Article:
Venezuelan protest with country flag

A Human Rights Crisis: Political Prisoners in Venezuela

Venezuela’s political, economic, and social issues have caused one of the biggest crises in the history of Latin America. Years of corruption, economic mismanagement, and consolidation of power have resulted in the decline of one of the wealthiest countries in the region. Recently, one of the most severe issues affecting Venezuela is the country’s situation with political prisoners and its resulting violation of human rights. This issue is so dire that it has been mentioned by multiple international authorities such as the UN High Commissioner for Human Rights. In the last 20 years, the regime in Venezuela has persecuted, detained, imprisoned, and silenced many of its citizens for thinking differently from the government or for expressing their rights.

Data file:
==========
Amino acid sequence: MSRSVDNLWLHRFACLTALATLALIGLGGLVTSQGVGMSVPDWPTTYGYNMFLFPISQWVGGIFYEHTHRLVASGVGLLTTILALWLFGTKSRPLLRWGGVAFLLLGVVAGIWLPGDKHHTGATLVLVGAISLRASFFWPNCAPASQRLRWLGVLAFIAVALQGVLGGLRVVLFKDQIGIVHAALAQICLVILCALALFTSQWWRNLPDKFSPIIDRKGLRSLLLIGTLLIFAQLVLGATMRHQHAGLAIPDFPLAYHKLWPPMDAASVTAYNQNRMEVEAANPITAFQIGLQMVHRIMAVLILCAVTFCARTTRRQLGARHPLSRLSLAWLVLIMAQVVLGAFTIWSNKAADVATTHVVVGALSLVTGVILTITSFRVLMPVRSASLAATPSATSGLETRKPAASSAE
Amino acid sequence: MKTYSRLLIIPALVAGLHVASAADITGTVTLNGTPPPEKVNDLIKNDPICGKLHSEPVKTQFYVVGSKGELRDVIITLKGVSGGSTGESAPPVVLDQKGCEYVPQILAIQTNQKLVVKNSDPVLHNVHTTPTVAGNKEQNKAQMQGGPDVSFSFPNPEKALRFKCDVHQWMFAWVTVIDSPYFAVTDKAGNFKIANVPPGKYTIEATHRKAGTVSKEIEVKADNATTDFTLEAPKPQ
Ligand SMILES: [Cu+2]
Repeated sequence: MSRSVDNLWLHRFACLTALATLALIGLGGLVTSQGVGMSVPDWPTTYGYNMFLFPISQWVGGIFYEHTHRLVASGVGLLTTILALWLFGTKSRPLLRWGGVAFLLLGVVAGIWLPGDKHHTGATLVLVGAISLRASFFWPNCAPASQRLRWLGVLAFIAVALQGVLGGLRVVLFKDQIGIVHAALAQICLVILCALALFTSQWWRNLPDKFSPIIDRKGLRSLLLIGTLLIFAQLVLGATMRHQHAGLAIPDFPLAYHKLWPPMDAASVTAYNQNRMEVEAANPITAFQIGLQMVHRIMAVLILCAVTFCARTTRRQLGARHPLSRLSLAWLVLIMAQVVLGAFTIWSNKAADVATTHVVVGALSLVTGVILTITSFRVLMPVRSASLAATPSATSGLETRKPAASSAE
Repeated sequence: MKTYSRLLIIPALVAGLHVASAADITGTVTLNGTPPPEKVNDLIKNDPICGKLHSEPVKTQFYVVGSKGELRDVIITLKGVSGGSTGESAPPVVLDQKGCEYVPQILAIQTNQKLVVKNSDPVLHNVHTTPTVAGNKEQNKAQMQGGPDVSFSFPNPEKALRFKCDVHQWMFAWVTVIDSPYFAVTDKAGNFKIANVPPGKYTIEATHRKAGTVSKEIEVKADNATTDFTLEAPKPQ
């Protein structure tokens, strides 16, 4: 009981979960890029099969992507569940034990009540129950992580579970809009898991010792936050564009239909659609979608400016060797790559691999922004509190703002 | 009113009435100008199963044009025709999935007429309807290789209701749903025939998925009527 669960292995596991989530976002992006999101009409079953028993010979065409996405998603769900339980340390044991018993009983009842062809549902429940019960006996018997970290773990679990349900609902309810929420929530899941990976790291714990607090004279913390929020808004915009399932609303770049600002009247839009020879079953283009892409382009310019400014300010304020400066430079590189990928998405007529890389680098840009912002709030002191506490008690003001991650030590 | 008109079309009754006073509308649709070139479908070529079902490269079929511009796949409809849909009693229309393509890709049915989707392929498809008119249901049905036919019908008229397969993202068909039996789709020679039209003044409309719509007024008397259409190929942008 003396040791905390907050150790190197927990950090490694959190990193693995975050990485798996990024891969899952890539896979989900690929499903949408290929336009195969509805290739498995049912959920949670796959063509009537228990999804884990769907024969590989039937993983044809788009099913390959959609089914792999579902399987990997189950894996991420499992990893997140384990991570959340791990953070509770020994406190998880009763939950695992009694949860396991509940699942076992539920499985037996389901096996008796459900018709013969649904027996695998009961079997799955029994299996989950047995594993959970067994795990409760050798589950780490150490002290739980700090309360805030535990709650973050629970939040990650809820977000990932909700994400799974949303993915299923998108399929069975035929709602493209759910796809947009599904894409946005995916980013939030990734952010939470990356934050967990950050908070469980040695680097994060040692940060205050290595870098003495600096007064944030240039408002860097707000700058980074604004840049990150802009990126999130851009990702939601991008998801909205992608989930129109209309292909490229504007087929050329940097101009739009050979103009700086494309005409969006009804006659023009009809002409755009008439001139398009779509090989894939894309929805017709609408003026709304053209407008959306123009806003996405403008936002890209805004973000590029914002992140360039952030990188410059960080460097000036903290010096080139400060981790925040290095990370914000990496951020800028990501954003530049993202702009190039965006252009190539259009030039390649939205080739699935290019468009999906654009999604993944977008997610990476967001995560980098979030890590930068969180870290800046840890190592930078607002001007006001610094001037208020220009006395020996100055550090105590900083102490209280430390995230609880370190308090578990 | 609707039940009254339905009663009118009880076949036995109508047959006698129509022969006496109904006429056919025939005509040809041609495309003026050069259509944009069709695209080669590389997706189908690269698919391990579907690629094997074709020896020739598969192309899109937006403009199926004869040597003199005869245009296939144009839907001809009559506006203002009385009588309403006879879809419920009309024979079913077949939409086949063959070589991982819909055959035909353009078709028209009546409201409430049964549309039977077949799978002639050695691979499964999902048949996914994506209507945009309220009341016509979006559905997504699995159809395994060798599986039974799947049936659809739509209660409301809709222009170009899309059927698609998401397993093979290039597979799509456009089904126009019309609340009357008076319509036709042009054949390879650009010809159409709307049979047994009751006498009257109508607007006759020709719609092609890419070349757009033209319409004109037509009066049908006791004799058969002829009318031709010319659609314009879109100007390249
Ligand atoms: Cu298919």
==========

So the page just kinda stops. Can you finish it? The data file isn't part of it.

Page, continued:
In 2019, the crisis reached a new level as a power vacuum was created by questionable 2018 electoral results. In the first quarter of 2019, the country experienced massive protests in which Venezuelans demanded the restoration of democracy, the rule of law, better economic conditions, and free and fair elections. Authorities reacted with a wave of brutal repression, causing casualties and increasing the number of people arbitrarily detained to historical levels. The number of political prisoners increased from 273 on January 21, 2019, to 983 on January 31, 2019.

This level of repression is not new in Venezuela. Since 2002, the Venezuelan regime embarked on the persecution, oppression, and detention of those who they considered a threat. The government has also corrupted institutions which were created to safeguard democracy such as the judicial system, which now interprets the law for the government’s political gain and creates conditions in which rule of law is only laying the groundwork for further arbitrary detentions.

During the first years of the Chavez government, the number of people detained for political reasons was significantly less than what it is today. Economic and social conditions were more stable and Venezuela did not receive as much international scrutiny as it sees today. Two of the most relevant cases during this period were the arrests of Ivan Simonovis and Judge María Lourdes Afiuni. Both arrests were made for purely political reasons.